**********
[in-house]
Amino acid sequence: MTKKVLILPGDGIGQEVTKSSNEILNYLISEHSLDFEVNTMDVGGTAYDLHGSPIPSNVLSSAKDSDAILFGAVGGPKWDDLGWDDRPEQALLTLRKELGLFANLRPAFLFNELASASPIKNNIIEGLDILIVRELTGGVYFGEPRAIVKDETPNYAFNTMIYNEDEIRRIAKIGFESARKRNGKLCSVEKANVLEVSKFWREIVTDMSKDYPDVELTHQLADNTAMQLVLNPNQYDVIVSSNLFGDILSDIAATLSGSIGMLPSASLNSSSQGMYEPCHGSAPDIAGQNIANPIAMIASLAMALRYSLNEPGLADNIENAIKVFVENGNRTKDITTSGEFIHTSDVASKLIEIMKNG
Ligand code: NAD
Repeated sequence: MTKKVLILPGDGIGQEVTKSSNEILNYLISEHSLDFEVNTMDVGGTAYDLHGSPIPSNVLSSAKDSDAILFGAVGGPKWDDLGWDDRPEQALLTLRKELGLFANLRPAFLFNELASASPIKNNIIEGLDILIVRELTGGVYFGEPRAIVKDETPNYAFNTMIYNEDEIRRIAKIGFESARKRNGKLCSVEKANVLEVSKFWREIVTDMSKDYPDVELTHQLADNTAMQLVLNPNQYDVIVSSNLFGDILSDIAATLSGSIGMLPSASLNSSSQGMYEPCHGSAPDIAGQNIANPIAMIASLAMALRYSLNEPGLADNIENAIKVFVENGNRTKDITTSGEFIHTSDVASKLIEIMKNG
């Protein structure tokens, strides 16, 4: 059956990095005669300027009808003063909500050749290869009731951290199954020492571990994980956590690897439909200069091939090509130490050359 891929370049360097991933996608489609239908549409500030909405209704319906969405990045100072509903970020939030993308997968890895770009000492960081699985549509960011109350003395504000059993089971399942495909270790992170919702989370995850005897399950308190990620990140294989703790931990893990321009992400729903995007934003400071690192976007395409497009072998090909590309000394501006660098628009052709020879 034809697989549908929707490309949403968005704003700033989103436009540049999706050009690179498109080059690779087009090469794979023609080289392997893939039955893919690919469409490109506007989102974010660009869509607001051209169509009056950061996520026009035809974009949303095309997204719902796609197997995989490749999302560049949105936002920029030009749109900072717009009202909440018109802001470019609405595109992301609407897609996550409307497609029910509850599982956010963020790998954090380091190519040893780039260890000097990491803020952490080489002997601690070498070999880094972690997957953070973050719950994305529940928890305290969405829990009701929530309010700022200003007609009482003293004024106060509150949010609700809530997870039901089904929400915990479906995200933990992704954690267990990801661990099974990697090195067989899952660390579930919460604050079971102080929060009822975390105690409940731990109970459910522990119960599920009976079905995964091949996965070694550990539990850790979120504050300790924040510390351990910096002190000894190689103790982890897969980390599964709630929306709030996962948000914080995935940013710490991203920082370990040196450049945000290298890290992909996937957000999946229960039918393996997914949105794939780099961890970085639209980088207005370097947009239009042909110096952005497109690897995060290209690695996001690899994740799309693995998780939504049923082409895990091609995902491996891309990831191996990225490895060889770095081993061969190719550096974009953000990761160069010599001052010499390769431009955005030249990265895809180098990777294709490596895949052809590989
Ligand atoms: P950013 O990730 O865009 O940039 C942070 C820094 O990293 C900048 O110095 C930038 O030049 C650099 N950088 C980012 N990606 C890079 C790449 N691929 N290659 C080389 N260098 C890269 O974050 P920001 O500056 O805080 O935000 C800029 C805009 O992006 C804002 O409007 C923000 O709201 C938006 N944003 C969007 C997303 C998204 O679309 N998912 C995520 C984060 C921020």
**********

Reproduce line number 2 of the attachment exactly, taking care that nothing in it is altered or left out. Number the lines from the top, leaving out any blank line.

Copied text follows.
Amino acid sequence: MTKKVLILPGDGIGQEVTKSSNEILNYLISEHSLDFEVNTMDVGGTAYDLHGSPIPSNVLSSAKDSDAILFGAVGGPKWDDLGWDDRPEQALLTLRKELGLFANLRPAFLFNELASASPIKNNIIEGLDILIVRELTGGVYFGEPRAIVKDETPNYAFNTMIYNEDEIRRIAKIGFESARKRNGKLCSVEKANVLEVSKFWREIVTDMSKDYPDVELTHQLADNTAMQLVLNPNQYDVIVSSNLFGDILSDIAATLSGSIGMLPSASLNSSSQGMYEPCHGSAPDIAGQNIANPIAMIASLAMALRYSLNEPGLADNIENAIKVFVENGNRTKDITTSGEFIHTSDVASKLIEIMKNG